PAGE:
Chronicle in Stone
A disturbing mix of tragedy, comedy, politics and sexuality, Chronicle in Stone is a fascinating masterpiece from the winner of the inaugural Man Booker International Prize.
WWII is about to start, but life for a young boy in small town Albania is still a game. Yet, as the country falls to the Italians, then the Greeks, then eventually to the Nazis, and is mercilessly bombed by the British, the boy grows up.
In a seamless mosaic of dreams and games, Kadare's young narrator both reflects and distorts events as his ancient, magical home town and his own innocence and sense of wonder are lost forever in the madness and brutality of the war.
Ismail Kadare is Albania's best-known poet and novelist. Translations of his novels, which include The Siege, The Successor, Chronicle in Stone and The Accident, have been published in more than forty countries. In 2005 he became the first winner of the Man Booker International Prize.
'A thoroughly enchanting novel-sophisticated and accomplished in its poetic prose and narrative deftness, yet drawing resonance from its roots in one of Europe's most primitive societies.' John Updike, The New Yorker
'Kadare catches brilliantly the heightened sensibilities of the world of childhood...The writing is poetic and vivid and the structure, with a narrative broken by fragments of chronicles and asides, creates a rich and complex picture.' Weekend Herald (NZ)
'Like all great literature, Chronicle in Stone embodies themes that use, but transcend, the particulars of any historical setting. If you haven't sampled Ismail Kadare's remarkable work, Chronicle in Stone is a very good place to start.' West Australian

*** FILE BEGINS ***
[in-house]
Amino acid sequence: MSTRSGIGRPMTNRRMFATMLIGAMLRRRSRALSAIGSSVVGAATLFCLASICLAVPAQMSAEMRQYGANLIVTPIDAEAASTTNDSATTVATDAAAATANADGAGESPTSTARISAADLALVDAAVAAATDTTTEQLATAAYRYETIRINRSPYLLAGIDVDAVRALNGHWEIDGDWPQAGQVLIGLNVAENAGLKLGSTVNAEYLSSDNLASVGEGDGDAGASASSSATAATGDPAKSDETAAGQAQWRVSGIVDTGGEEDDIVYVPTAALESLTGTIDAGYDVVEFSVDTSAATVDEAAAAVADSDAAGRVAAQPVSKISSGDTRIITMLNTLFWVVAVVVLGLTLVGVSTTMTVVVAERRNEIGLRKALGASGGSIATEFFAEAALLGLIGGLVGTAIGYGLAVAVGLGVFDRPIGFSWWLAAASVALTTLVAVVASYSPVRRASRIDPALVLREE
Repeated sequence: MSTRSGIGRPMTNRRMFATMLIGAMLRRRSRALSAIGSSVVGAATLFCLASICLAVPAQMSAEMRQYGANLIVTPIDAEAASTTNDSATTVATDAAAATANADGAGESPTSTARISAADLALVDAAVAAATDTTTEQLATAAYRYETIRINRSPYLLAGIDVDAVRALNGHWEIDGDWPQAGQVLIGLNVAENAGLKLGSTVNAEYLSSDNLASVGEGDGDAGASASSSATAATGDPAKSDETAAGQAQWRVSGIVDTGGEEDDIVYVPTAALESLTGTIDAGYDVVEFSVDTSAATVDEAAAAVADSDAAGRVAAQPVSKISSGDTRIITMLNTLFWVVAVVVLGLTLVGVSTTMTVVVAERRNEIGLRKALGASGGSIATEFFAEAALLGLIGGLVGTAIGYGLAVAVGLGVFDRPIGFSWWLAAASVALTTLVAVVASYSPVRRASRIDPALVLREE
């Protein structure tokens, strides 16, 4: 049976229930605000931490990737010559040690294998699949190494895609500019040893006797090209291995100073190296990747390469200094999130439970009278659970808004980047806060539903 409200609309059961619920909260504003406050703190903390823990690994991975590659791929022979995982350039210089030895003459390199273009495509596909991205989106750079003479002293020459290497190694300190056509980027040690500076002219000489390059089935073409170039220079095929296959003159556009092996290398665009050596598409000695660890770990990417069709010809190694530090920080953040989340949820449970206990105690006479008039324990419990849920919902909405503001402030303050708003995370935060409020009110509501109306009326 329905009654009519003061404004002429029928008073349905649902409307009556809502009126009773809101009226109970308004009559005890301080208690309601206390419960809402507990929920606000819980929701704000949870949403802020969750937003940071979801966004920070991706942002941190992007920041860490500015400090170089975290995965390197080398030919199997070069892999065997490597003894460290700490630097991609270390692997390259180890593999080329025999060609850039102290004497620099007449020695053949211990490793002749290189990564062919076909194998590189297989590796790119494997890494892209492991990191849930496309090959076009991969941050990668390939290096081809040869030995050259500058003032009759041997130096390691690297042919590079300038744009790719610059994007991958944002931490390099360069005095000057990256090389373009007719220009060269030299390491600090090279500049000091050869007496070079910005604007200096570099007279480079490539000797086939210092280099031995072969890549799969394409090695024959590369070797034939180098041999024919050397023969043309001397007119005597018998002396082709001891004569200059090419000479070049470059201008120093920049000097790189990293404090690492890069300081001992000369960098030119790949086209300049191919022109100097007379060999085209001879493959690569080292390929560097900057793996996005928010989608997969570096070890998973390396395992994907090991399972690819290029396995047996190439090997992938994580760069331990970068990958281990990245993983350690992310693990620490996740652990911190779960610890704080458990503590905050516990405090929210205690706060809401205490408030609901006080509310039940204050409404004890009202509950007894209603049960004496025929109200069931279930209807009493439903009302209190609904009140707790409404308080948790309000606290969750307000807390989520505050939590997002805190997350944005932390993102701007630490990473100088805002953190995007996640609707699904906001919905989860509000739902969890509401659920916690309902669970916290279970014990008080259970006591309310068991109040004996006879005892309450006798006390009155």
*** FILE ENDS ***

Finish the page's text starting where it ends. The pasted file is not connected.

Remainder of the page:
'Kadare is an accomplished novelist and one relishes the rapidity of his narrative...There is a vivid sense of the spectacular and dramatic city, and of the turbulent war years...The social picture Kadare offers is fascinating. This is a violent, yet intermittently charming, world.' Scotsman
'A triumph...A beguiling conjunction of realism and fantasy.' New York Times Book Review
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LibraryThing ReviewUser Review - BayardUS - LibraryThing
Ismail Kadare is a great writer, and this book explores his childhood. It has some great pieces to it, the opening pages with the raindrops and the cistern is especially beautiful, as are the ... Read full review
LibraryThing ReviewUser Review - Hanneri - LibraryThing
Stunning, both poetic and blatantly raw vision of Albania in the 20th century. Torn between Turks, Austrians, Italians, Greeks, Chinese and eventually Germans a boy speaks about his childhood in a ... Read full review